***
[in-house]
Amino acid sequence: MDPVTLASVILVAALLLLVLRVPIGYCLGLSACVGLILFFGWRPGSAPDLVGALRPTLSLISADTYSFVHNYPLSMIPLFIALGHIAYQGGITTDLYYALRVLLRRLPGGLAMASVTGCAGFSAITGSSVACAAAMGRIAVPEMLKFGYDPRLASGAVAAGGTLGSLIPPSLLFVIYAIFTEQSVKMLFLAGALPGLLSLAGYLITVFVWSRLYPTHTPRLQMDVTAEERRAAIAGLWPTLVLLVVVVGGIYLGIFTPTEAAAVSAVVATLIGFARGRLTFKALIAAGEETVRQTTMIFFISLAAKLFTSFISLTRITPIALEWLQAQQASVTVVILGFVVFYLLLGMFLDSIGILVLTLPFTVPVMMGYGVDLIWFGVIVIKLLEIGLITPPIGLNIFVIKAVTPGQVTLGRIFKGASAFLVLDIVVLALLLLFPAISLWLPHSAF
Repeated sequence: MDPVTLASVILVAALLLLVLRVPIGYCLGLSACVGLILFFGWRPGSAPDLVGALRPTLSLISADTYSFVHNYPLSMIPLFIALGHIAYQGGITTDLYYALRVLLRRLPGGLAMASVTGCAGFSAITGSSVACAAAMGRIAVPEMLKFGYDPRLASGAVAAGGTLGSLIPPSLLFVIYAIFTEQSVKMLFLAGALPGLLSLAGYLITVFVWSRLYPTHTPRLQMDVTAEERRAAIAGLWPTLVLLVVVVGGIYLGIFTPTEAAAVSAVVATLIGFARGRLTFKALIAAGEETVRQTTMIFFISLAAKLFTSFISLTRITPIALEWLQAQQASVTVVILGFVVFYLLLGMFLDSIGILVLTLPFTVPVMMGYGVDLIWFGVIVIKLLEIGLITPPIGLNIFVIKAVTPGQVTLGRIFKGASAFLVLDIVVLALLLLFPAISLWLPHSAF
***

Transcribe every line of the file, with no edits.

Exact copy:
[in-house]
Amino acid sequence: MDPVTLASVILVAALLLLVLRVPIGYCLGLSACVGLILFFGWRPGSAPDLVGALRPTLSLISADTYSFVHNYPLSMIPLFIALGHIAYQGGITTDLYYALRVLLRRLPGGLAMASVTGCAGFSAITGSSVACAAAMGRIAVPEMLKFGYDPRLASGAVAAGGTLGSLIPPSLLFVIYAIFTEQSVKMLFLAGALPGLLSLAGYLITVFVWSRLYPTHTPRLQMDVTAEERRAAIAGLWPTLVLLVVVVGGIYLGIFTPTEAAAVSAVVATLIGFARGRLTFKALIAAGEETVRQTTMIFFISLAAKLFTSFISLTRITPIALEWLQAQQASVTVVILGFVVFYLLLGMFLDSIGILVLTLPFTVPVMMGYGVDLIWFGVIVIKLLEIGLITPPIGLNIFVIKAVTPGQVTLGRIFKGASAFLVLDIVVLALLLLFPAISLWLPHSAF
Repeated sequence: MDPVTLASVILVAALLLLVLRVPIGYCLGLSACVGLILFFGWRPGSAPDLVGALRPTLSLISADTYSFVHNYPLSMIPLFIALGHIAYQGGITTDLYYALRVLLRRLPGGLAMASVTGCAGFSAITGSSVACAAAMGRIAVPEMLKFGYDPRLASGAVAAGGTLGSLIPPSLLFVIYAIFTEQSVKMLFLAGALPGLLSLAGYLITVFVWSRLYPTHTPRLQMDVTAEERRAAIAGLWPTLVLLVVVVGGIYLGIFTPTEAAAVSAVVATLIGFARGRLTFKALIAAGEETVRQTTMIFFISLAAKLFTSFISLTRITPIALEWLQAQQASVTVVILGFVVFYLLLGMFLDSIGILVLTLPFTVPVMMGYGVDLIWFGVIVIKLLEIGLITPPIGLNIFVIKAVTPGQVTLGRIFKGASAFLVLDIVVLALLLLFPAISLWLPHSAF